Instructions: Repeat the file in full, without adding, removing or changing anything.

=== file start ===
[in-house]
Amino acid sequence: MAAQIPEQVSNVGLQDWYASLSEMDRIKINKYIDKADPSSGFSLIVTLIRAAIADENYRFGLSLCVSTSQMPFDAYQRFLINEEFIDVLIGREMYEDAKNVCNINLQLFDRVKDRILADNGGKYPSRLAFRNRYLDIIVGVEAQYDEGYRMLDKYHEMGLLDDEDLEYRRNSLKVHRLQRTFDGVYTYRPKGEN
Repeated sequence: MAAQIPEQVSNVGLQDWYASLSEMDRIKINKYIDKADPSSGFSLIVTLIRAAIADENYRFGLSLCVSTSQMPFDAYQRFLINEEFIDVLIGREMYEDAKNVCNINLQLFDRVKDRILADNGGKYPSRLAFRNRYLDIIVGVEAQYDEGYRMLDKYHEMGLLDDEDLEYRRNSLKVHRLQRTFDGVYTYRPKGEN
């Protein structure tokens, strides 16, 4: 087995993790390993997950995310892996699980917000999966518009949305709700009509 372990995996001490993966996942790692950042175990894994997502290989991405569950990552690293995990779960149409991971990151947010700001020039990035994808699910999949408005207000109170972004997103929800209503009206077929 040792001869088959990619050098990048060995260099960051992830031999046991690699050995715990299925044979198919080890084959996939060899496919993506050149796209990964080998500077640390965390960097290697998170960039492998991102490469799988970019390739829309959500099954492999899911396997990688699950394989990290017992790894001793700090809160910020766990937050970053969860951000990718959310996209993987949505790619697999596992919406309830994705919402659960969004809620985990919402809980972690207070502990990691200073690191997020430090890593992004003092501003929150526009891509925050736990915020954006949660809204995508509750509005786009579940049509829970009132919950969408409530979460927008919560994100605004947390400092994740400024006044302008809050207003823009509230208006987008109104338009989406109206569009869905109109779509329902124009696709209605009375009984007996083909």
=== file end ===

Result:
[in-house]
Amino acid sequence: MAAQIPEQVSNVGLQDWYASLSEMDRIKINKYIDKADPSSGFSLIVTLIRAAIADENYRFGLSLCVSTSQMPFDAYQRFLINEEFIDVLIGREMYEDAKNVCNINLQLFDRVKDRILADNGGKYPSRLAFRNRYLDIIVGVEAQYDEGYRMLDKYHEMGLLDDEDLEYRRNSLKVHRLQRTFDGVYTYRPKGEN
Repeated sequence: MAAQIPEQVSNVGLQDWYASLSEMDRIKINKYIDKADPSSGFSLIVTLIRAAIADENYRFGLSLCVSTSQMPFDAYQRFLINEEFIDVLIGREMYEDAKNVCNINLQLFDRVKDRILADNGGKYPSRLAFRNRYLDIIVGVEAQYDEGYRMLDKYHEMGLLDDEDLEYRRNSLKVHRLQRTFDGVYTYRPKGEN
């Protein structure tokens, strides 16, 4: 087995993790390993997950995310892996699980917000999966518009949305709700009509 372990995996001490993966996942790692950042175990894994997502290989991405569950990552690293995990779960149409991971990151947010700001020039990035994808699910999949408005207000109170972004997103929800209503009206077929 040792001869088959990619050098990048060995260099960051992830031999046991690699050995715990299925044979198919080890084959996939060899496919993506050149796209990964080998500077640390965390960097290697998170960039492998991102490469799988970019390739829309959500099954492999899911396997990688699950394989990290017992790894001793700090809160910020766990937050970053969860951000990718959310996209993987949505790619697999596992919406309830994705919402659960969004809620985990919402809980972690207070502990990691200073690191997020430090890593992004003092501003929150526009891509925050736990915020954006949660809204995508509750509005786009579940049509829970009132919950969408409530979460927008919560994100605004947390400092994740400024006044302008809050207003823009509230208006987008109104338009989406109206569009869905109109779509329902124009696709209605009375009984007996083909």